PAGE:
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LTPD Pathway
Functional Screening
Anatomical Adaptation
Game Demands
Conditioning for Rugby
Periodisation in Rugby

The principles of training


As previously noted, the body adapts to the demands of a training session or period of training. However, if this training continues without variation, then the body may cease to adapt and may in fact risk the occurrence of becoming stale or overtrained (Hakkinen et al, 1985). When variation is not present, then positive adaptation may be difficult to achieve. In practical terms, it is important that throughout the year, variation in the process of conditioning occurs.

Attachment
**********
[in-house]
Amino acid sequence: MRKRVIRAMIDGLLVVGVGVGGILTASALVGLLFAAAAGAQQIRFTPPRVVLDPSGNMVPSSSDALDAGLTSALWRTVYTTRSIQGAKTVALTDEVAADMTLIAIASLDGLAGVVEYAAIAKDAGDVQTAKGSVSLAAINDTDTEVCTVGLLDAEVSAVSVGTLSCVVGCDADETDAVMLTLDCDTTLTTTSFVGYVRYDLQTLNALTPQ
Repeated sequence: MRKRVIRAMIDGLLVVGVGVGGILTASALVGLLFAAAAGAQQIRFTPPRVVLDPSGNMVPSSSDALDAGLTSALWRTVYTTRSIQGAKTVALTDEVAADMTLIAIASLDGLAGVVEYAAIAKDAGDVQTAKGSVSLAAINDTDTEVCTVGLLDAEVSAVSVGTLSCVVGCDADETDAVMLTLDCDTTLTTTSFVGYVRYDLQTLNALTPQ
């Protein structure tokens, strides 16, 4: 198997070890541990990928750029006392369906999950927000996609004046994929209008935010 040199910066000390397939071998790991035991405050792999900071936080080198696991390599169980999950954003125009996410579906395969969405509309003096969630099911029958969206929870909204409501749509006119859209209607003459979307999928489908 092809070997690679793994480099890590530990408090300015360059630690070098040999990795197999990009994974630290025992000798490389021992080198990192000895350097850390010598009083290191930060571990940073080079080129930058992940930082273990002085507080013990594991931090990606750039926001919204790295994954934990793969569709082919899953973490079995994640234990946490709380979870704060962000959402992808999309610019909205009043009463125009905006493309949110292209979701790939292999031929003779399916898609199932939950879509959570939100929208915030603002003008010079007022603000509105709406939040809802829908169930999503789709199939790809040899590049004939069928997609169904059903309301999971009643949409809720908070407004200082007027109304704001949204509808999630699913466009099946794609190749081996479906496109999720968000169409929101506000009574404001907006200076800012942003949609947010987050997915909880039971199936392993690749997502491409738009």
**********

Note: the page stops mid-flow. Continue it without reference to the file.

An example of this in practice would be the player who undergoes the same resistance training programme from early pre-season all the way throughout the in-season. While positive adaptation may occur in the early stages of the programme, over time the monotony of the programme may be counter-productive (Hakkinen et al, 1985, Kraemer, 2008).

Alternating the intensity of training from high to medium to low within a given week has been shown to be a productive means of achieving variation in training with very positive effects (Rhea et al, 2002).